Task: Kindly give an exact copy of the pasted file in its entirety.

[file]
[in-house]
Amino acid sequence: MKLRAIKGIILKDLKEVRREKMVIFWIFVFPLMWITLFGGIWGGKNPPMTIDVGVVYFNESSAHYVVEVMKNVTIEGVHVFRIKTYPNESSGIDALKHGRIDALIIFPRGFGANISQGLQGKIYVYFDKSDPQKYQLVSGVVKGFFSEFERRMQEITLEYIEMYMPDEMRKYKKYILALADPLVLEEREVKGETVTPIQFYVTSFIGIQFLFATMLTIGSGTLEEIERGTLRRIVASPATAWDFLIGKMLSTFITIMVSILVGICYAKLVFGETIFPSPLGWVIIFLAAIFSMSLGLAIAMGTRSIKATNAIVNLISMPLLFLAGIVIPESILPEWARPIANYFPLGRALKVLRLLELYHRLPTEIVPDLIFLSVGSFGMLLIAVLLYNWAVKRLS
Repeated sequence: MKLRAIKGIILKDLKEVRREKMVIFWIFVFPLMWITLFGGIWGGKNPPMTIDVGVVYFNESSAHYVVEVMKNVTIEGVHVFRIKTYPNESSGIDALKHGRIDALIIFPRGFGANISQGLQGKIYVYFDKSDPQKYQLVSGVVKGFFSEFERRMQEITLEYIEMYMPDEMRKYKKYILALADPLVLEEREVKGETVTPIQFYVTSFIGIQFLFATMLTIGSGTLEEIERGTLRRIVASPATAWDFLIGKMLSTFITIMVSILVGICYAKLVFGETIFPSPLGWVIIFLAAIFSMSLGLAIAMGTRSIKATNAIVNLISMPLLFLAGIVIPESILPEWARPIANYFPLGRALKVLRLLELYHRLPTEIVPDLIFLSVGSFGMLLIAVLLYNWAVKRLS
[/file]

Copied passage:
[in-house]
Amino acid sequence: MKLRAIKGIILKDLKEVRREKMVIFWIFVFPLMWITLFGGIWGGKNPPMTIDVGVVYFNESSAHYVVEVMKNVTIEGVHVFRIKTYPNESSGIDALKHGRIDALIIFPRGFGANISQGLQGKIYVYFDKSDPQKYQLVSGVVKGFFSEFERRMQEITLEYIEMYMPDEMRKYKKYILALADPLVLEEREVKGETVTPIQFYVTSFIGIQFLFATMLTIGSGTLEEIERGTLRRIVASPATAWDFLIGKMLSTFITIMVSILVGICYAKLVFGETIFPSPLGWVIIFLAAIFSMSLGLAIAMGTRSIKATNAIVNLISMPLLFLAGIVIPESILPEWARPIANYFPLGRALKVLRLLELYHRLPTEIVPDLIFLSVGSFGMLLIAVLLYNWAVKRLS
Repeated sequence: MKLRAIKGIILKDLKEVRREKMVIFWIFVFPLMWITLFGGIWGGKNPPMTIDVGVVYFNESSAHYVVEVMKNVTIEGVHVFRIKTYPNESSGIDALKHGRIDALIIFPRGFGANISQGLQGKIYVYFDKSDPQKYQLVSGVVKGFFSEFERRMQEITLEYIEMYMPDEMRKYKKYILALADPLVLEEREVKGETVTPIQFYVTSFIGIQFLFATMLTIGSGTLEEIERGTLRRIVASPATAWDFLIGKMLSTFITIMVSILVGICYAKLVFGETIFPSPLGWVIIFLAAIFSMSLGLAIAMGTRSIKATNAIVNLISMPLLFLAGIVIPESILPEWARPIANYFPLGRALKVLRLLELYHRLPTEIVPDLIFLSVGSFGMLLIAVLLYNWAVKRLS